churchill manorEdward Churchill and his wife, Mary, moved to Napa from Rochester, New York in 1878, when he became the cashier of the James H. Goodman Bank (which would later become Bank of America).  He and Mary built Churchill Manor in 1889.  At nearly 10,000 square feet, Churchill Manor was reputedly the largest home in the Napa Valley at the time.  Times were good for the early aristocrats. The Napa River was an active steamship route, and San Franciscans would sail up the Napa River to attend large parties at the Churchill Manor. Churchill also owned the Golden Ribbon Beer Company and the Tokalon Vineyard near Rutherford.  He died suddenly in 1903, when, in a flu-induced delirious state, he mistakenly drank from a bottle of carbolic acid. His wife and daughter continued to live at the Manor and then later, his granddaughter, Dorothy.  It is rumored that the family suffered financially during the Depression and Prohibition. The granddaughter began to take on boarders and rent the beautiful mansion out for weddings. The residence left the Churchill family in 1956. The next several tenants included the Napa State Hospital, a commune and a group of male college students.  The mansion, however, was falling apart, and plans were made to tear it down for apartments. Horrified preservationists went to work to save it, and the Churchill Manor became the first Napa residence to be placed on the National Registry.  A Hawaiian couple bought the mansion in the 1980s, intending to refurbish it for use as a bed and breakfast inn, but the project turned into more than they could handle.  Current owners Brian Jensen and Joanna Guidotti saw an ad for the inn with the caption, “Want to own a mansion?  Price reduced to avoid foreclosure.”  They closed escrow on Churchill Manor on New Year’s Eve of 1987 and worked to restore the mansion year by year as they turned it into a successful business.   

honor mansionThe Honor Mansion in Healdsburg was built in 1883 by William S. Butcher, a wealthy cattle rancher who acquired the first of his fortune during the gold rush.  He had been transporting a load of pot-bellied stoves, which he intended to sell to gold miners, when the weight of the heavy load collapsed his wagon and exposed a rich vein of gold in the road underneath it.  He filed his claim and used the money to purchase land near Vacaville for raising cattle.  He later moved to Healdsburg and built the imposing Italianate mansion so that his four daughters could attend Seventh Day Adventist College.  One of his daughters, Berthas married a rancher, Henry Honor, and their son, Herbert Clyde Honor, became a medical doctor who practiced in Sonoma County.  Herbert and his wife Vera, who was also a doctor, worked as medical missionaries in the Philippines, but during World War II, they were held as Japanese prisoners of war for ten months.  In 1958, they returned to Healdsburg, moved into the mansion and resumed practicing medicine out of a small addition to the mansion. The Honors later remodeled the home into three apartments. One unit provided living quarters for them and the other two provided income.  The Butcher and Honor families lived in the mansion continually for 108 years.  Steve and Cathi Fowler purchased the inn in the 1990s and after a whirlwind six-month restoration effort, opened Honor Mansion as a bed and breakfast inn.  The stately inn now has 13 guest rooms on nearly four acres with two bocce ball courts, croquet, a PGA putting green, tennis and basketball court.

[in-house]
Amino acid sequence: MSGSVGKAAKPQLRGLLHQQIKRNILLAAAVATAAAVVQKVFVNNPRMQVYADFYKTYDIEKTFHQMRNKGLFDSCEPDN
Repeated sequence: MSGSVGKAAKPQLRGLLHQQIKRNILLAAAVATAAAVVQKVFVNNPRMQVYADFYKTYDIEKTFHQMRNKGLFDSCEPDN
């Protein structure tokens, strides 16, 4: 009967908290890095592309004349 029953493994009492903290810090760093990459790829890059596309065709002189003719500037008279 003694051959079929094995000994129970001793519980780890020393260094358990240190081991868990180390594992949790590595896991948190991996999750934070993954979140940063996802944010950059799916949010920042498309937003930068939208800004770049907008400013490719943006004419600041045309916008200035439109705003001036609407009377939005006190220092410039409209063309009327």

gables wine country innThe Gables Wine Country Inn was built in 1877 four miles south of what is now Santa Rosa, CA and is on the National Register of Historic Places.  The high Victorian gothic revival architecture with French gothic details is highlighted by 13 gables over the second floor windows.  Every window features the same unique keyhole shape, an accent that extends to the exterior doors and some interior doors and archways.  The original shutters also have the same keyhole design.  These features give the Gables its architectural significance.  The homestead was originally settled in the early 1850s by William Roberts, who later married Mary Jane Gephart of Ohio.  Roberts became a successful farmer and rancher.  One of two original redwood barns, circa 1850, remains on the property.  An original cottage, believed to have been a bunkhouse, now serves as a detached guest room.  It was the birth place of the Roberts' child, who was born 1870. The original outhouse still stands behind the cottage.